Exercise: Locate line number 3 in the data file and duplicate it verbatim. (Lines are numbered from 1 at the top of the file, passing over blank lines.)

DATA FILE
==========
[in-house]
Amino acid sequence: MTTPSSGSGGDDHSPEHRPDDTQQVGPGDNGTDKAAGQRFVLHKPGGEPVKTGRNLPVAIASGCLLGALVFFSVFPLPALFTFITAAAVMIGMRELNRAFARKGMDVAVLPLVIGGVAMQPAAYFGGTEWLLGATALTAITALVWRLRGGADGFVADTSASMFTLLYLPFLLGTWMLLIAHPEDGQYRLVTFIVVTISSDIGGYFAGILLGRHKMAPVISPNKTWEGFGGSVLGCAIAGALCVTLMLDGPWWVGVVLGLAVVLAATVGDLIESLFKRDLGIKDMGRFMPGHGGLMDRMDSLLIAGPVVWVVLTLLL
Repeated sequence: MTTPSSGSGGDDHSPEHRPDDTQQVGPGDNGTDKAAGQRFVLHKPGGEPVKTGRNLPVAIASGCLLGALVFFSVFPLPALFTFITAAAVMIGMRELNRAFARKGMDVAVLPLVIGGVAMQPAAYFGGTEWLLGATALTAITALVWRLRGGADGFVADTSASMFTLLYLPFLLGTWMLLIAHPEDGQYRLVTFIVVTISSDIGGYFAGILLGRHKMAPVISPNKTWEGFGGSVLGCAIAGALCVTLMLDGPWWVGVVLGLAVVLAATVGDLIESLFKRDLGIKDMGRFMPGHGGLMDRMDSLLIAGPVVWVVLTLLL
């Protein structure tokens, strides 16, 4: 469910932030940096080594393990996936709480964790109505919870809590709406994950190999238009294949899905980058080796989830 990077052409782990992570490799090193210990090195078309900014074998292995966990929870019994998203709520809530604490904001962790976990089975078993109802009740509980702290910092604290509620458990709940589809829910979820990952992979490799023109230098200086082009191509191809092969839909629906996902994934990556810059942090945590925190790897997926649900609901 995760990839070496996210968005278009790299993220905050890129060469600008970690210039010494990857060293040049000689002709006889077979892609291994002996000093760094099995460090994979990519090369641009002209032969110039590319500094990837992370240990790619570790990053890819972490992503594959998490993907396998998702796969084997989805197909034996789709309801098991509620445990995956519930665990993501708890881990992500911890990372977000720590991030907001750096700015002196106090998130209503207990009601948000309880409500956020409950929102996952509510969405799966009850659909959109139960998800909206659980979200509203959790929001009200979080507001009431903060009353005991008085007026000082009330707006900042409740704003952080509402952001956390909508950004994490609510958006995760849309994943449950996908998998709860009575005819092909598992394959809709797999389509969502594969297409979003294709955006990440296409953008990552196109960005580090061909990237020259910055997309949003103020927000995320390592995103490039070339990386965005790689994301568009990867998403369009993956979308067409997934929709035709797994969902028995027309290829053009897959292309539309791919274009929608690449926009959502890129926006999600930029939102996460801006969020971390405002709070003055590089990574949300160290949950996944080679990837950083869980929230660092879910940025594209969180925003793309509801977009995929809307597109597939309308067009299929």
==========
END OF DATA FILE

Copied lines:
Repeated sequence: MTTPSSGSGGDDHSPEHRPDDTQQVGPGDNGTDKAAGQRFVLHKPGGEPVKTGRNLPVAIASGCLLGALVFFSVFPLPALFTFITAAAVMIGMRELNRAFARKGMDVAVLPLVIGGVAMQPAAYFGGTEWLLGATALTAITALVWRLRGGADGFVADTSASMFTLLYLPFLLGTWMLLIAHPEDGQYRLVTFIVVTISSDIGGYFAGILLGRHKMAPVISPNKTWEGFGGSVLGCAIAGALCVTLMLDGPWWVGVVLGLAVVLAATVGDLIESLFKRDLGIKDMGRFMPGHGGLMDRMDSLLIAGPVVWVVLTLLL